7 Tomorrow the new 5x1 hdmi switch will be installed hopefully all will go well... the switch is being implemented because we need discrete control over HDMI sources - the NANO learn function is only TOGGLE..
This simply wont suffice and I understand at some point there may be a firmware upgrade with Discrete HDMI 1-2 codes for us programmers - for many users though there is simply NOT enough HDMI ports - thus the need for a multi HDMI port....

We finally watched FURY last night and the resulting filter gave pretty incredible results - however we are still confused as to how to use the decoder on the Marantz AVR - stereo ? Auto ? DTS Cinema ?
any suggestions on the FIOS losing audio would be appreciated - my thought is that the On Demand is a standard defintion menu screen and this is throwing the NANO for a loop...
 

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3 Once ready to calibrate is when the real problem started - we were getting no signal from the UMIK1 though it was the default recording device in Windows. After several attempts to correct this, the frustration level was getting pretty high.. As it turns out the USB cable from the UMIK1 to the PC was too long... causing more than one issue - I am aware that the manual states use the supplied cable... but our media equipment is in an adjacent room to the Home theater - being controlled by RF remote... so we had to use a longer cable than supplied to get the UMIK1 into the room to be calibrated...
A buffered USB extension is usually needed when trying to go farther than 12 feet or so total with USB. This will not work at all with high-speed bi-directional devices, but seems to work fine with one-way audio devices at 44.1 or 48 kB/s, like a USB mic.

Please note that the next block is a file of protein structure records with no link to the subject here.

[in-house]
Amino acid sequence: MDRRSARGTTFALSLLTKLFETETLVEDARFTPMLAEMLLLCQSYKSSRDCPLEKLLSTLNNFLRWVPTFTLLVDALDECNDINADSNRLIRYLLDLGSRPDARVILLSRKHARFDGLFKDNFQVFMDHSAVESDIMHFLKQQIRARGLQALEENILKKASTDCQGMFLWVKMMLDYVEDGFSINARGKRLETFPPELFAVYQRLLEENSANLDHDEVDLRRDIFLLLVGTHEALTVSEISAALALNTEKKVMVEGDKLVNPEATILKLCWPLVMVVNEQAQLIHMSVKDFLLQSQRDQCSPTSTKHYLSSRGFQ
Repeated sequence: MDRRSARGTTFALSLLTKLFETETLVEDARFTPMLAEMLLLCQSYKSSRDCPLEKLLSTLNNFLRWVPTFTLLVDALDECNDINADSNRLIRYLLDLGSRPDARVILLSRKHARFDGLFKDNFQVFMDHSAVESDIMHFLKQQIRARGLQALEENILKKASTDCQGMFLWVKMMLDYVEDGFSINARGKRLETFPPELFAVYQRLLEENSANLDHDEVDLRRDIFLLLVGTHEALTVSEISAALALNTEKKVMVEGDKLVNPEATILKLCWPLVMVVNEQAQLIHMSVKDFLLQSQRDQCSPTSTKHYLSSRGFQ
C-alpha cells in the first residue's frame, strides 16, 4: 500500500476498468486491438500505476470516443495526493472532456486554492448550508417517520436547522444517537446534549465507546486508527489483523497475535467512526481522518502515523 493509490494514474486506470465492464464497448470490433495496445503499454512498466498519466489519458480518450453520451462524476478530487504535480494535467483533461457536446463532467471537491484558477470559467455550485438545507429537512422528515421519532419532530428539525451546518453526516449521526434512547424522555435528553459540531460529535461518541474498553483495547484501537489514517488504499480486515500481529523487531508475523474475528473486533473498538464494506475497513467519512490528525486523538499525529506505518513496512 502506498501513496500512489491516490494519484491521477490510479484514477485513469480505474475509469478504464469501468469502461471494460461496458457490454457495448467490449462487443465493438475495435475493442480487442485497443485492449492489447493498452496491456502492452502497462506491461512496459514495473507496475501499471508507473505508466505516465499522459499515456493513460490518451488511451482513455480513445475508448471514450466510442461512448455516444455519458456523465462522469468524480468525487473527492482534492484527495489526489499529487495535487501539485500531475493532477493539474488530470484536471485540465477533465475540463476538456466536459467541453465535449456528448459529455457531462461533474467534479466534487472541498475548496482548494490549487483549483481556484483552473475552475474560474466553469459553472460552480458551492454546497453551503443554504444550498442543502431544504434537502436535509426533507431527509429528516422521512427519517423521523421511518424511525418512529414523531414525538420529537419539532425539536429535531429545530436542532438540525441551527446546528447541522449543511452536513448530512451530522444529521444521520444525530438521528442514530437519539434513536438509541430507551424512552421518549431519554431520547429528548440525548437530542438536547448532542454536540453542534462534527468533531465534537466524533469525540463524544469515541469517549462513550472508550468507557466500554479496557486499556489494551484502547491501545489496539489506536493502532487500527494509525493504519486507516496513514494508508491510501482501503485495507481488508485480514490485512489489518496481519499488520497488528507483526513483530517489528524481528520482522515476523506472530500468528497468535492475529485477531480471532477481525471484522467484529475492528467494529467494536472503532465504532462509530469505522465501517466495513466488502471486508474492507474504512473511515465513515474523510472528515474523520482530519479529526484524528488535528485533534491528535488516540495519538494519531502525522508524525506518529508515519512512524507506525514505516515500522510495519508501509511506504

4. The second issue with Windows is this . "Cannot open recording device" IF you have moved the UMIK1 from usb to usb to usb ports trying to get passed the no signal issue, you'll now have several recording devices in DEVICE MANAGER and these must be deleted along with the UMIK1 driver - then restart Windows and allow the UMIK1 to reinstall.
This is not a problem you hear about very often. I recently ran into it in another context and found a free utility called USBDeview that lets you see all installed USB devices and delete at will.

7 Tomorrow the new 5x1 hdmi switch will be installed hopefully all will go well... the switch is being implemented because we need discrete control over HDMI sources - the NANO learn function is only TOGGLE..
This simply wont suffice and I understand at some point there may be a firmware upgrade with Discrete HDMI 1-2 codes for us programmers - for many users though there is simply NOT enough HDMI ports - thus the need for a multi HDMI port....
I see the 2-input capability of the nanoAVR as a minor convenience, it certainly does not qualify as a multi-HDMI control device. Adding a multi-HDMI port, any where from 3- or 4- port simple switch with remote up to a more sophisticated 6- or 8- or more port switch is pretty much a necessity for most systems.